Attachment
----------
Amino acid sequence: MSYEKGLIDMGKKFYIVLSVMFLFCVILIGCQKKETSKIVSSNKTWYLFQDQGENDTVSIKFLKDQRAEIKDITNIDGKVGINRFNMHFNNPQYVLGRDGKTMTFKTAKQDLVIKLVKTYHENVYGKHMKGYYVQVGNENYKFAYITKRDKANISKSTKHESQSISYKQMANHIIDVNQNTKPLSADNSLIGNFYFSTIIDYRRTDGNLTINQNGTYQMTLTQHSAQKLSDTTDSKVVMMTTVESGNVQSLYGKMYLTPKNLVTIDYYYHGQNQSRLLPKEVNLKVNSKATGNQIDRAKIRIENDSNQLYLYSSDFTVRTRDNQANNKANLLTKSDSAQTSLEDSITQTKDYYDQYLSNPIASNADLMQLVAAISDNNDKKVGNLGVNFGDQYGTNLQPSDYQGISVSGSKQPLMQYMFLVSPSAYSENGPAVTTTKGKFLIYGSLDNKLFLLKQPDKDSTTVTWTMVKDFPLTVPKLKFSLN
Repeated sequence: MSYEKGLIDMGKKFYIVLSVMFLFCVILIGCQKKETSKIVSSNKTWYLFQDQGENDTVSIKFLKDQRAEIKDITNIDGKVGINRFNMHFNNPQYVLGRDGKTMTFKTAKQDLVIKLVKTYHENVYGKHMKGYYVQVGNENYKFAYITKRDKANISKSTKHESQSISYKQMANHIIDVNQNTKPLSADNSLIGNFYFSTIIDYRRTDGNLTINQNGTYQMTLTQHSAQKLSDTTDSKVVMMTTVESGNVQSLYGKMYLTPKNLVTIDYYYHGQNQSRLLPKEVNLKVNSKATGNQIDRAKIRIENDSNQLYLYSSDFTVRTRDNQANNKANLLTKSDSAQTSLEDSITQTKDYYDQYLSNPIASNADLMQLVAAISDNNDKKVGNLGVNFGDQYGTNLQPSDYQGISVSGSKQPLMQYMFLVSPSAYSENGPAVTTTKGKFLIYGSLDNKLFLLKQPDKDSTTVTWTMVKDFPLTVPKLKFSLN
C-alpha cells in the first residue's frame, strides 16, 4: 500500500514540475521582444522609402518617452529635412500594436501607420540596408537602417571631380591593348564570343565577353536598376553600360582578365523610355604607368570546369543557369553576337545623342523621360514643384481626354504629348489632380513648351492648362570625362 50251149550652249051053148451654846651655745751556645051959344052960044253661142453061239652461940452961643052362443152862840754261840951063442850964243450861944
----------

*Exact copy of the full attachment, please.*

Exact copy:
Amino acid sequence: MSYEKGLIDMGKKFYIVLSVMFLFCVILIGCQKKETSKIVSSNKTWYLFQDQGENDTVSIKFLKDQRAEIKDITNIDGKVGINRFNMHFNNPQYVLGRDGKTMTFKTAKQDLVIKLVKTYHENVYGKHMKGYYVQVGNENYKFAYITKRDKANISKSTKHESQSISYKQMANHIIDVNQNTKPLSADNSLIGNFYFSTIIDYRRTDGNLTINQNGTYQMTLTQHSAQKLSDTTDSKVVMMTTVESGNVQSLYGKMYLTPKNLVTIDYYYHGQNQSRLLPKEVNLKVNSKATGNQIDRAKIRIENDSNQLYLYSSDFTVRTRDNQANNKANLLTKSDSAQTSLEDSITQTKDYYDQYLSNPIASNADLMQLVAAISDNNDKKVGNLGVNFGDQYGTNLQPSDYQGISVSGSKQPLMQYMFLVSPSAYSENGPAVTTTKGKFLIYGSLDNKLFLLKQPDKDSTTVTWTMVKDFPLTVPKLKFSLN
Repeated sequence: MSYEKGLIDMGKKFYIVLSVMFLFCVILIGCQKKETSKIVSSNKTWYLFQDQGENDTVSIKFLKDQRAEIKDITNIDGKVGINRFNMHFNNPQYVLGRDGKTMTFKTAKQDLVIKLVKTYHENVYGKHMKGYYVQVGNENYKFAYITKRDKANISKSTKHESQSISYKQMANHIIDVNQNTKPLSADNSLIGNFYFSTIIDYRRTDGNLTINQNGTYQMTLTQHSAQKLSDTTDSKVVMMTTVESGNVQSLYGKMYLTPKNLVTIDYYYHGQNQSRLLPKEVNLKVNSKATGNQIDRAKIRIENDSNQLYLYSSDFTVRTRDNQANNKANLLTKSDSAQTSLEDSITQTKDYYDQYLSNPIASNADLMQLVAAISDNNDKKVGNLGVNFGDQYGTNLQPSDYQGISVSGSKQPLMQYMFLVSPSAYSENGPAVTTTKGKFLIYGSLDNKLFLLKQPDKDSTTVTWTMVKDFPLTVPKLKFSLN
C-alpha cells in the first residue's frame, strides 16, 4: 500500500514540475521582444522609402518617452529635412500594436501607420540596408537602417571631380591593348564570343565577353536598376553600360582578365523610355604607368570546369543557369553576337545623342523621360514643384481626354504629348489632380513648351492648362570625362 50251149550652249051053148451654846651655745751556645051959344052960044253661142453061239652461940452961643052362443152862840754261840951063442850964243450861944